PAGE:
“TURN to a Historian” is for people searching for historically-accurate information and analysis about TURN: Washington’s Spies, a television drama about Revolutionary War spies premiering on AMC on Sunday, April 6.  (Find out more about TURN on their official website.)

Do you find yourself wanting to know more about the “real” people, places, and things mentioned in TURN?  Or wondering how historically accurate the show is?  Then you’ve come to the right place!

TURN is a historical drama, not a documentary, and so like any other TV show “based on a true story,” there will be plenty of times where the show sidesteps historical accuracy to tell a more dramatic story for a modern audience.  As a historian with no affiliation with the show (or with anyone involved in its production), I’ll be tuning in along with you every Sunday, eager to see where the story goes.  As the series unfolds, I’ll weigh in on each episode and discuss where historical fact ends and fiction begins.  The story of espionage and spycraft during the American Revolution is an exciting one, even without any Hollywood embellishment, so the line between fact and fiction might not always be obvious!

While historical accuracy is fundamentally important to a historian’s line of work, I’m fully aware that the primary purpose of TV shows is to entertain, not educate.  In spite of the many little (or big) inaccuracies present in the show, if it spurs more interest and inquiry into the history of the American Revolution, then that’s a good thing in my book.  I sincerely hope that TURN succeeds in capturing the spirit of this dramatic time in American history, and bringing the late 18th century alive for a whole new audience.  But on the other hand, if the show presents a seriously flawed or distorted picture of actual events, I’ll let you know (with occasional help from a guest expert).

So grab some popcorn, enjoy the show, and let’s talk about it afterward!  If you have any questions about the history behind the show, I’ll do my best to address them right here in the blog.

So who’s the historian around here, anyway?

Glad you asked!

Rachel Smith works for the Office of the Connecticut State Historian at the University of Connecticut, as a historical consultant, and as an administrative editor for Common-place, an online academic journal of Early American History.  During her first month in college, she accidentally stumbled upon a newspaper article about Nathan Hale and has been spy-curious ever since.  She has consulted for several museum exhibits, is under contract for a chapter on Nathan Hale in a forthcoming anthology, and has been invited to speak at venues ranging from local historical societies to the United States Military Academy at West Point. She earned her M.A. in Early American History from the University of Colorado-Boulder in 2010, and her B.A. with honors from the University of Connecticut, where she double-majored in History and American Studies.

Rachel is the primary historian and webmistress of TURN to a historian and the sole author of all TURN to a Historian tumblr, Twitter, and Facebook posts.  Guest contributors have their own biographical blurbs and contact information at the end of their respective blog posts.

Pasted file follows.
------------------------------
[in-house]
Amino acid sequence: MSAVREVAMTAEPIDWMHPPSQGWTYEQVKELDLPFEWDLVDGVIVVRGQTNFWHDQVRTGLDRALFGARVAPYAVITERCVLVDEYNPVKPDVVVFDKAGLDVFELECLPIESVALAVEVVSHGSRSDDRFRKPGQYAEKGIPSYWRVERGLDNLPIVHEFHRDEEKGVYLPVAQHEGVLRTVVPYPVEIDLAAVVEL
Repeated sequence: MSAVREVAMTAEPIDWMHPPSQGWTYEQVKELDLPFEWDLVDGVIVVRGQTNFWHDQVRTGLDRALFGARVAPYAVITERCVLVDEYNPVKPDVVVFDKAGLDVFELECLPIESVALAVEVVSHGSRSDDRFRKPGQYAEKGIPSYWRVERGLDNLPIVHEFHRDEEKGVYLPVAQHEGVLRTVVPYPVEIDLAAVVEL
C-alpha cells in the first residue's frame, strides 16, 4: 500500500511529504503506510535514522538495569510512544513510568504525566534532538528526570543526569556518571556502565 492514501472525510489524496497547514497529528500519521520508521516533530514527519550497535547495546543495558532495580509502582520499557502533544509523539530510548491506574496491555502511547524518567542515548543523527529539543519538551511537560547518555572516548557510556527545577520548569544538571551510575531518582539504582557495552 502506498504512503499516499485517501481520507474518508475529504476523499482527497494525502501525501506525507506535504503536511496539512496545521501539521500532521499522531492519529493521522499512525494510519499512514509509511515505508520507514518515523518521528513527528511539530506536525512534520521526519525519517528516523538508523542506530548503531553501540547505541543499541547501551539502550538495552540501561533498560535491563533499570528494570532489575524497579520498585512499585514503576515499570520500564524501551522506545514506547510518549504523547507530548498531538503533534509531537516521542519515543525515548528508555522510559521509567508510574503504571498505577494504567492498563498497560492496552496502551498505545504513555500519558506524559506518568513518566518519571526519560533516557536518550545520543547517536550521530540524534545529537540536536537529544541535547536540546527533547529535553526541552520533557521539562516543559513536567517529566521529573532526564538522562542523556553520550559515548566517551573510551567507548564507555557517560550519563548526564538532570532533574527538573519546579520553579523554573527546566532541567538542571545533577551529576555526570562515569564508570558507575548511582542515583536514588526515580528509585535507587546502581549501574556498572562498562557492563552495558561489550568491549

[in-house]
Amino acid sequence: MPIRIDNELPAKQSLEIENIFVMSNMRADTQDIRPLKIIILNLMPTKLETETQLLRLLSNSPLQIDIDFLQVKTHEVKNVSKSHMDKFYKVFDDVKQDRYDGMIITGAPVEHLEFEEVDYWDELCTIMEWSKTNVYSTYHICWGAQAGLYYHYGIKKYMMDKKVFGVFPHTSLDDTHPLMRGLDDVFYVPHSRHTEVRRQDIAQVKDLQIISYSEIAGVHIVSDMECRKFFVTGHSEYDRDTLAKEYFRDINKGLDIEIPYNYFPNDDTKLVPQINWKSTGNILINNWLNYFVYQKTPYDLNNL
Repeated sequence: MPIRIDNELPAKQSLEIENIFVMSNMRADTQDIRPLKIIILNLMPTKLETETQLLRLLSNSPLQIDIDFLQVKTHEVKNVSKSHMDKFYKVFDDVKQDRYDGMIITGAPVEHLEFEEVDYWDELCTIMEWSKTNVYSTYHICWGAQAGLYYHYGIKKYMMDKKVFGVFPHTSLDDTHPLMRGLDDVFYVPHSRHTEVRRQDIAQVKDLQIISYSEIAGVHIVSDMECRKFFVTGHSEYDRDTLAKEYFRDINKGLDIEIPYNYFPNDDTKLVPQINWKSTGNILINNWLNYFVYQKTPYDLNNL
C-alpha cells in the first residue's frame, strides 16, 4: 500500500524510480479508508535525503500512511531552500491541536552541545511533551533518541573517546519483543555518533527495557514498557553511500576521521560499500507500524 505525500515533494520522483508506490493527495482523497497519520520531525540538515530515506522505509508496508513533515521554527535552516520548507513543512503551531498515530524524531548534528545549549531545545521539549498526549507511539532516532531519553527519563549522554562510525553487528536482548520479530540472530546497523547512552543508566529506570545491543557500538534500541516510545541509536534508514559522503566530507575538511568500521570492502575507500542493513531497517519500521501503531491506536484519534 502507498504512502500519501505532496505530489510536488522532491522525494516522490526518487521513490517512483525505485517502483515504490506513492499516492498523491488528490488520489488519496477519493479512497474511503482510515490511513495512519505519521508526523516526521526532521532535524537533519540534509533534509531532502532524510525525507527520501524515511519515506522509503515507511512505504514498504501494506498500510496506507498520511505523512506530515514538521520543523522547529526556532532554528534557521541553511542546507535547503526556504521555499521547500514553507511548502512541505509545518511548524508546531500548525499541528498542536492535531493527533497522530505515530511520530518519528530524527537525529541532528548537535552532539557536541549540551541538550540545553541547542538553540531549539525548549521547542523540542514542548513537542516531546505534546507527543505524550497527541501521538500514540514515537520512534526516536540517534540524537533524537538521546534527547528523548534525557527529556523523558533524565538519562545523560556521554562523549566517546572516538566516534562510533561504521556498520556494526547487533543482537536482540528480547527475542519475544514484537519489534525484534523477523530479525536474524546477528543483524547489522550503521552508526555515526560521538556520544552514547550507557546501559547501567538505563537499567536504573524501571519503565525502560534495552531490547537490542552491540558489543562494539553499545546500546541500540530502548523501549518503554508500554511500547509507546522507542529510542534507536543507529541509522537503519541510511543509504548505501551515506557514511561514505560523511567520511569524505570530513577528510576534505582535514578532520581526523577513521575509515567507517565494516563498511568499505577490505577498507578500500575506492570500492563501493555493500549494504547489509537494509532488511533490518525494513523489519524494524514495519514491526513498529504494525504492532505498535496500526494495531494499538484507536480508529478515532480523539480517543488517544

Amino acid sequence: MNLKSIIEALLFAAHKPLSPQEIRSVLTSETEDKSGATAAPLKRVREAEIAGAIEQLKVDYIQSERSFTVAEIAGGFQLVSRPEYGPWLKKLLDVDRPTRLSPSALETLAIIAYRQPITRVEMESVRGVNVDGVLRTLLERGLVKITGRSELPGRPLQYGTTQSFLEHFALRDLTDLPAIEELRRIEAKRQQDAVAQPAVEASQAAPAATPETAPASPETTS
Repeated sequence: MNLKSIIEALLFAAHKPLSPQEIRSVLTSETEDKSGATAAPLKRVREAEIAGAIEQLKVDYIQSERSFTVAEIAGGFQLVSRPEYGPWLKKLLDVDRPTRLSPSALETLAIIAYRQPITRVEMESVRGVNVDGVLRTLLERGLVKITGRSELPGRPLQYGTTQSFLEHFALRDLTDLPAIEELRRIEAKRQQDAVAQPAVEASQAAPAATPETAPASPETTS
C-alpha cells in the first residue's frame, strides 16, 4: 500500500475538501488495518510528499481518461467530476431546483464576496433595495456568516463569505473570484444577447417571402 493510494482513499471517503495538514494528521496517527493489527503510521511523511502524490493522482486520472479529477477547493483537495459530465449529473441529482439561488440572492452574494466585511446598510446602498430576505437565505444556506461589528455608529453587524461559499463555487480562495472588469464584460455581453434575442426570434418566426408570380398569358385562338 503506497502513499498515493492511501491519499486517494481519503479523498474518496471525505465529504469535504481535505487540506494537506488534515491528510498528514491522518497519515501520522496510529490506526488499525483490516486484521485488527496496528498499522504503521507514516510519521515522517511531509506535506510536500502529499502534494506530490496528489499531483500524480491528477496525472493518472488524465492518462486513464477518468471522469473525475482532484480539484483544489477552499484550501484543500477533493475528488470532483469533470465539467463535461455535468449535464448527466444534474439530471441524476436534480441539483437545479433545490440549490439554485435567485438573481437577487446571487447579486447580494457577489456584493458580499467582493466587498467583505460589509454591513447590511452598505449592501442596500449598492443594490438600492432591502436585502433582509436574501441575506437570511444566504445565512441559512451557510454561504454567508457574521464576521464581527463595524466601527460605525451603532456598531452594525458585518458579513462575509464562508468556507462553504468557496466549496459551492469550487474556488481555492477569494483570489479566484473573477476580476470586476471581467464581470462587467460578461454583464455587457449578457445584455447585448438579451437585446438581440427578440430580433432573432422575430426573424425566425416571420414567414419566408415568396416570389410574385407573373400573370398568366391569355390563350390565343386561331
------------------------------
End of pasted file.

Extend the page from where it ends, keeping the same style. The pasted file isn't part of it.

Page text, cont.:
7 thoughts on “About

    […] About […]

      Robert White said:
      June 8, 2014 at 11:45 am

      Thank you very much for presenting some facts to this series. I do some personal genealogy and tried looking up the characters, resulting in some confusion. The name changes and timeline adjustments you’ve
      mentioned clear that up for me. I agree with you, why change historical facts to create a story? Why not
      build this story on top of the historical facts?

        Mark Danforth said:
        August 2, 2015 at 11:30 am

        I agree. There is more than enough accurate historical fact to create an interesting series.

    Leah Sacco said:
    January 7, 2016 at 4:08 pm

    My name is Leah and I am doing a National History Day project on the Culper Spy Ring and how the spies exchanged information and encountered danger on their journeys. I was highly recommended to email you to get more information on the spy ring. I would be very interested in knowing more about the use of invisible ink and the Culper Code. I also would love to know about dangers the spies encountered. If possible I would love to ask you more questions on this topic via email.

    Thank you for your time.


    Leah Sacco

      spycurious responded:
      January 9, 2016 at 12:57 pm

      Hi Leah,
      Good for you for picking an awesome subject for your History Day project! (Of course, I might be slightly biased there.) I’d love to help in whatever way I can. If you could please contact me through the “Ask a Question” page and include your contact email, I will email you in reply. Thank you, and best of luck on your project!

    Laurie Webb said:
    April 19, 2016 at 12:08 am

    Love that you have sparked a discussion on this subject matter, there is so much I want to know about Washington. Did he truly hallucinate & have issues of this nature?

      spycurious responded:
      April 19, 2016 at 9:04 am

      Thanks, Laurie! As it happens, we have an entire post dedicated to that exact question with commentary from a true authority on Washington: Mary V. Thompson, Research Librarian at the Fred W. Smith National Library for the Study of George Washington. You can read it here: Did George Washington Have a Mental Breakdown at Valley Forge?

      You can also view all of our posts tagged with “George Washington” by clicking here: https://spycurious.wordpress.com/tag/george-washington/ If you have any other questions, feel free to submit them via the “Ask a Question” link at the top of every page. Happy reading, and thanks for stopping by!

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